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Sunday, September 29, 2013

Cooking 4 Guys : The Grill

Guys need one thing above everything else to cook, Fire. Whether it's a wood burning stove, a charcoal grill, or a gas grill, it all starts as fire. Although there are plenty of tools to use when grilling, from that kit of a spatula, tongs, and other items in it's own case, to the fork with a thermometer in it, to your favorite apron with it's appropriate saying, all we need is a blade, a pointy object, fire, and food (preferably meat). Grab a stick, poke it through a hot dog or sausage, hold it over the fire and occasionally turn it get the right amount of brown and black, and we are happy. To test if the grill is hot enough we use our hand, hold it over the heat, and if you can keep it there for 5 seconds, it's not hot enough. If you have to move it after 2 or 3, get cooking. To clean the grill, we heat the grill and then use a wire brush like the one in our tool kit to clean rust and gunk for things. We grill things we wouldn't otherwise eat, and make them tasty morsels of culinary delight.

Another process using the grill is smoking. You can do this a couple of ways, one is to have a separate smoking chamber and connect it to the chamber where the food is. The smoke is allowed to surround and infuse taste into the food. This is usually a longer process, from all day, to days and weeks to make items like smoked ham and smoked turkey, or even preserving it like jerky. Another way is a more direct approach, with the multiple area cooking. You have a hot side and a cool side of the grill. A Weber kettle is great for this because is has lid that can be rotated so you can direct the smoke over your food to give it that flavor you want. Usually you start this type of smoking by first searing the meat, or other food, giving it the desired grill marks, on the hot side of the grill. Then you move it to the cool side of the grill, and add your soaked wood on the hot side, either directly or in a foil pouch with holes punched into it, allowing it to create the smoke and the taste you want. A third, cheating method, is to steam or boil the food in a mixture of water and liquid smoke. This infuses the flavor into the meat, and is even part of how some say to cook tougher cuts of meat or especially ribs.

Something else you can do on a grill is a variation of the tortilla pizza I mentioned in an earlier post. Take a tortilla, spray it with some sort of cooking spray, place it on the grill for a couple of minutes. When it gets some grill marks, flip it over and put your toppings on it. Close the lid for about 5 minutes and then check it out to see if it's done. This is great for those leftovers at the end of the night, slices of tomato, onions, peppers, and cheese. If you have a pizza stone, even better, place it on the grill to heat up for long enough and you have the crisp crust with a smokey taste.

Many side dishes can also be cooked in the grill, grilled corn to baked potato are 2 that come to mind. For corn, I have seen variations on 2 methods, both start with opening it, pealing back the husks, and removing the silk. The first method is to soak the corn and close the husk back around it and place it on the grill until the outer leaves start to singe and turn black. You then peal the husk and eat. The second is to remove the husk, or even peal it back and tie it as a handle, and then soak it and place it direct on the grill. Place the husk on a cool spot or hanging over the edge of the grill, and you can use it to hold your ear of corn as you enjoy it. One variation on that last method of cooking corn, I saw on a TV show with Rick Bayless, a cook who would travel through Mexico, to the markets, and peasant areas, to learn the everyday cooking of the regions and states of Mexico. The variation is more the condiments added to the corn when done. Combine the two methods of cooking corn I first stated, soaking the corn, and cooking it in the husk, letting it stand until it cools a bit, peal back the husk and butter the corn lightly and place it on the grill to get the marks and smoky taste. Combine some Mexican crema, or sour cream with a little bit of milk or cream to thin it out. Use the crema instead of butter, and then coat with grated queso anejo or parmesan cheese, or some other dried grated cheese, and then coat with powdered chili. The recipe for this is located at on Rick Bayless' Frontera web site.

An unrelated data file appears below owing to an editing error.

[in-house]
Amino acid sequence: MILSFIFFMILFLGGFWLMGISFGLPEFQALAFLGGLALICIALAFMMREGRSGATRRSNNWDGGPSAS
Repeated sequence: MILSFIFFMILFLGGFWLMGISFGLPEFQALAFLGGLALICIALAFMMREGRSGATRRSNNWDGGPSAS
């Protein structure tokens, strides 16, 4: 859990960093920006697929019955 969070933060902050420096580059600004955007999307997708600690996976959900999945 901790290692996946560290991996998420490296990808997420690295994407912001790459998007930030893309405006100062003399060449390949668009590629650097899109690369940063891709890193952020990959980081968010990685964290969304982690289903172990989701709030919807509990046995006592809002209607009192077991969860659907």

Potatoes are even easier, even if they take longer. This is great with charcoal as the potatoes start to cook while you wait for them to heat to grill the other items.This method is also good for cooking whole large onions, or other root vegetables. Take your potatoes, soak them for a bit with some water then pat them dry, wrap them in foil. Poke some wholes in the foil and into the potatoes to let the steam out and to let it bake as it finishes. Start the charcoals, and place the foil wrapped potatoes and stick them directly into the coals. As you prepare the coals for cooking you can turn the potatoes to get cooked evenly, finally moving them to the edge of the fire while you place the grill on top and cook the rest of the meal. Remove them from the fire when it gets to the firmness you like, unwrap and butter and season to taste.


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